Loos Memorial


The Loos Memorial forms the side and back of Dud Corner Cemetery, and commemorates 20,589 officers and men who have no known grave, who fell in the Battle of Loos in September/October 1915, and on the Lys, Estaires and Béthune fronts in April 1918.

The Battle of Loos - 25 September to 13 Ocotber 1915, was fought by the British I and IV Corps in support of a French offensive in Champagne. Today it is chiefly remembered as the battle in  which very heavy casualties were suffered by only partially trained troops, and for the first use of poison gas by the British.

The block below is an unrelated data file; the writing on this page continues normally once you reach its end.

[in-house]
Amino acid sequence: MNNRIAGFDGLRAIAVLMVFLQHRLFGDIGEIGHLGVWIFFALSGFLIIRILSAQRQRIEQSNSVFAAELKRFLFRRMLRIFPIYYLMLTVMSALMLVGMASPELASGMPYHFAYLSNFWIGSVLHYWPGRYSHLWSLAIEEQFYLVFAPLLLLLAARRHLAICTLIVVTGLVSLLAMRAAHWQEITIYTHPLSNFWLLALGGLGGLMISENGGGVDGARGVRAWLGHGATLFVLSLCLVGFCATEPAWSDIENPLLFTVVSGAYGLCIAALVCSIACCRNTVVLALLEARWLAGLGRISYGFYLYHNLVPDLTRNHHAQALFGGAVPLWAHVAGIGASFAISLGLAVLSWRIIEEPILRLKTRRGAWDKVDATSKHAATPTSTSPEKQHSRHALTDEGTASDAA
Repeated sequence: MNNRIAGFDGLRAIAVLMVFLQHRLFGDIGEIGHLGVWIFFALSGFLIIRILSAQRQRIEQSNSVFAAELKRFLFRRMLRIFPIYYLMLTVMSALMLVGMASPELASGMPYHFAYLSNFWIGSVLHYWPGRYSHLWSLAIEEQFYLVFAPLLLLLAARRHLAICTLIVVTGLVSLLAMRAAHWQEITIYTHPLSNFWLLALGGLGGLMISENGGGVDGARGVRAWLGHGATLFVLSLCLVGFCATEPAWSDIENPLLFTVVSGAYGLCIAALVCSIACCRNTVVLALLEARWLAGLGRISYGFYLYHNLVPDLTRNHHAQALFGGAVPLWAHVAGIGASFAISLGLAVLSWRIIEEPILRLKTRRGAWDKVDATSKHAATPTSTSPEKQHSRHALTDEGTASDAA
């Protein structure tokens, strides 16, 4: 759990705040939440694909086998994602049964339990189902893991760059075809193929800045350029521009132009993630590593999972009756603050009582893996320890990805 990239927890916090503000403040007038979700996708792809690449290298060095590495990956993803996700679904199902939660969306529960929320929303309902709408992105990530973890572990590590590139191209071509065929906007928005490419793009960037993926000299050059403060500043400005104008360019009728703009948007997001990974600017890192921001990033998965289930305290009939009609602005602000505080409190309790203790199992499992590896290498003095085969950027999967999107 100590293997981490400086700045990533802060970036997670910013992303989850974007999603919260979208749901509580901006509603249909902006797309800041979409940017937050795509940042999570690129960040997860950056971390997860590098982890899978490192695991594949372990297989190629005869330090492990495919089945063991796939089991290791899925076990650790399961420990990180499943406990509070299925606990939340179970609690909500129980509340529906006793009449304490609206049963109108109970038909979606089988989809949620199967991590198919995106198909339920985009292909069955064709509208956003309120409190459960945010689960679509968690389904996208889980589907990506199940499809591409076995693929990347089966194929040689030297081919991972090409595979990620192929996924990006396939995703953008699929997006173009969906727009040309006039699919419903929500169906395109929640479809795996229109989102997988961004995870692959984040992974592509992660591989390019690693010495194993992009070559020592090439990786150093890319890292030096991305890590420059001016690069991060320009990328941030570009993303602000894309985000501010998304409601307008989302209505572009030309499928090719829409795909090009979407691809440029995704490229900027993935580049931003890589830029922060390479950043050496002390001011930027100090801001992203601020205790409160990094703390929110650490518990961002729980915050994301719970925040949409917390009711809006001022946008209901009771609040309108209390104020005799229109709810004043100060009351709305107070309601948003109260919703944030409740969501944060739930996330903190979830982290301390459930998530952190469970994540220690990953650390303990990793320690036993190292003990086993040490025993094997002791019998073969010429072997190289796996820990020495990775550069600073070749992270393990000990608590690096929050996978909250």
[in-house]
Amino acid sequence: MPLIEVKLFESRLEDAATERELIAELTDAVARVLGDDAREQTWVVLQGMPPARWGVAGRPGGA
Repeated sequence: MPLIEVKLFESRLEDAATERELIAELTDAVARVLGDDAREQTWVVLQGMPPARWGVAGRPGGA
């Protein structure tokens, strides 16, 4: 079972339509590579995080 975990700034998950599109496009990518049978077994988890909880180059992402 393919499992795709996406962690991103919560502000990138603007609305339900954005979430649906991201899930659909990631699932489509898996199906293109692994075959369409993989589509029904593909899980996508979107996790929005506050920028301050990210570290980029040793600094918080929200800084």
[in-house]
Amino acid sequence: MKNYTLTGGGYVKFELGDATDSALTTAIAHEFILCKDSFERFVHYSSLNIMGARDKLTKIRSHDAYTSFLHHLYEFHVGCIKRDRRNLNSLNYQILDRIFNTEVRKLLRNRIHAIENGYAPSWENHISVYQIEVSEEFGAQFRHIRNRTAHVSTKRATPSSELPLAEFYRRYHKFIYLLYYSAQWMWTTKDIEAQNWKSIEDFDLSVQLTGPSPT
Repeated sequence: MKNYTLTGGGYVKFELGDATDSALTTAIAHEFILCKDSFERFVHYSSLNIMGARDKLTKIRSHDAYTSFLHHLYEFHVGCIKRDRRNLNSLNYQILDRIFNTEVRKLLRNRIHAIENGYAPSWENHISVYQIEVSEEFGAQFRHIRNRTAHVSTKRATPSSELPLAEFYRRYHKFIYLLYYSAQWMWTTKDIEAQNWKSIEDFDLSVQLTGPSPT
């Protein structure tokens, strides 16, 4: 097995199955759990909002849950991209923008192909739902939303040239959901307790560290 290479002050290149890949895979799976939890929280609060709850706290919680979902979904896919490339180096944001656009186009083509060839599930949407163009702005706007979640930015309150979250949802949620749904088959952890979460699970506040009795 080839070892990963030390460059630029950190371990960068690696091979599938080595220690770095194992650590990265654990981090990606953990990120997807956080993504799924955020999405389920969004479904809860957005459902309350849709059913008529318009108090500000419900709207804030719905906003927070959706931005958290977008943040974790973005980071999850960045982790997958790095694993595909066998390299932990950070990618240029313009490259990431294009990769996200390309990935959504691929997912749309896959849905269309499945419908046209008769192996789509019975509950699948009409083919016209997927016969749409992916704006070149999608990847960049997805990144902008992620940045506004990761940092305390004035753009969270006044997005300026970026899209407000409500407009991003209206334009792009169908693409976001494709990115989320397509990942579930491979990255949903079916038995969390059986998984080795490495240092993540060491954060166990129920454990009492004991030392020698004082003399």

Loos-en-Gohelle is a village 5 kilometres north-west of Lens, and Dud Corner Cemetery is located about 1 kilometre west of the village, to the north-east of the main Lens to Béthune road.


(Thomas Ormrod of the King's (Liverpool Regiment), died on 9 September 1918)

The Loos battlefield looking north from the Loos Memorial
The Loos battlefield looking south from the Loos Memorial